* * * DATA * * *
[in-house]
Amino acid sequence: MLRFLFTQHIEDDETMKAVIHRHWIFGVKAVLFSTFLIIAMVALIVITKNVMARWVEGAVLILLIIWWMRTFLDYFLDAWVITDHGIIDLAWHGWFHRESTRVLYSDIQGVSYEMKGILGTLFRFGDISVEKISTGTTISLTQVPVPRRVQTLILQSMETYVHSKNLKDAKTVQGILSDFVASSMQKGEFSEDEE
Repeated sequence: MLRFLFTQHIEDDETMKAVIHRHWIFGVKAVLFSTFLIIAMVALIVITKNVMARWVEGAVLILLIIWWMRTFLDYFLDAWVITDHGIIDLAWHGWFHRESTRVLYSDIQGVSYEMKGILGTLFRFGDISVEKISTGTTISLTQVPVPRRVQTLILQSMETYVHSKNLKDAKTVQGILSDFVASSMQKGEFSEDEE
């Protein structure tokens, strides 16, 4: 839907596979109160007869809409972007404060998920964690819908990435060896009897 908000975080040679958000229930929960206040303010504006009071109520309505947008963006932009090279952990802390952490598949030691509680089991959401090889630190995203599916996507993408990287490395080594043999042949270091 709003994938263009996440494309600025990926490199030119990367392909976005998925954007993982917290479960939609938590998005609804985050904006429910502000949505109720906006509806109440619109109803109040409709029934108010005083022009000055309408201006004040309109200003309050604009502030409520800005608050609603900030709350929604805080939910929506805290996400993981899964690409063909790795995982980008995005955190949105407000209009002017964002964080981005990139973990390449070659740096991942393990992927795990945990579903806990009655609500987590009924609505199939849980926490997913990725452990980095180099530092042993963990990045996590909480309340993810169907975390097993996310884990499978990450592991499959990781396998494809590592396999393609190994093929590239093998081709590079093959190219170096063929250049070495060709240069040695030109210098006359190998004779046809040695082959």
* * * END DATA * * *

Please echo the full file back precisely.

[in-house]
Amino acid sequence: MLRFLFTQHIEDDETMKAVIHRHWIFGVKAVLFSTFLIIAMVALIVITKNVMARWVEGAVLILLIIWWMRTFLDYFLDAWVITDHGIIDLAWHGWFHRESTRVLYSDIQGVSYEMKGILGTLFRFGDISVEKISTGTTISLTQVPVPRRVQTLILQSMETYVHSKNLKDAKTVQGILSDFVASSMQKGEFSEDEE
Repeated sequence: MLRFLFTQHIEDDETMKAVIHRHWIFGVKAVLFSTFLIIAMVALIVITKNVMARWVEGAVLILLIIWWMRTFLDYFLDAWVITDHGIIDLAWHGWFHRESTRVLYSDIQGVSYEMKGILGTLFRFGDISVEKISTGTTISLTQVPVPRRVQTLILQSMETYVHSKNLKDAKTVQGILSDFVASSMQKGEFSEDEE
């Protein structure tokens, strides 16, 4: 839907596979109160007869809409972007404060998920964690819908990435060896009897 908000975080040679958000229930929960206040303010504006009071109520309505947008963006932009090279952990802390952490598949030691509680089991959401090889630190995203599916996507993408990287490395080594043999042949270091 709003994938263009996440494309600025990926490199030119990367392909976005998925954007993982917290479960939609938590998005609804985050904006429910502000949505109720906006509806109440619109109803109040409709029934108010005083022009000055309408201006004040309109200003309050604009502030409520800005608050609603900030709350929604805080939910929506805290996400993981899964690409063909790795995982980008995005955190949105407000209009002017964002964080981005990139973990390449070659740096991942393990992927795990945990579903806990009655609500987590009924609505199939849980926490997913990725452990980095180099530092042993963990990045996590909480309340993810169907975390097993996310884990499978990450592991499959990781396998494809590592396999393609190994093929590239093998081709590079093959190219170096063929250049070495060709240069040695030109210098006359190998004779046809040695082959």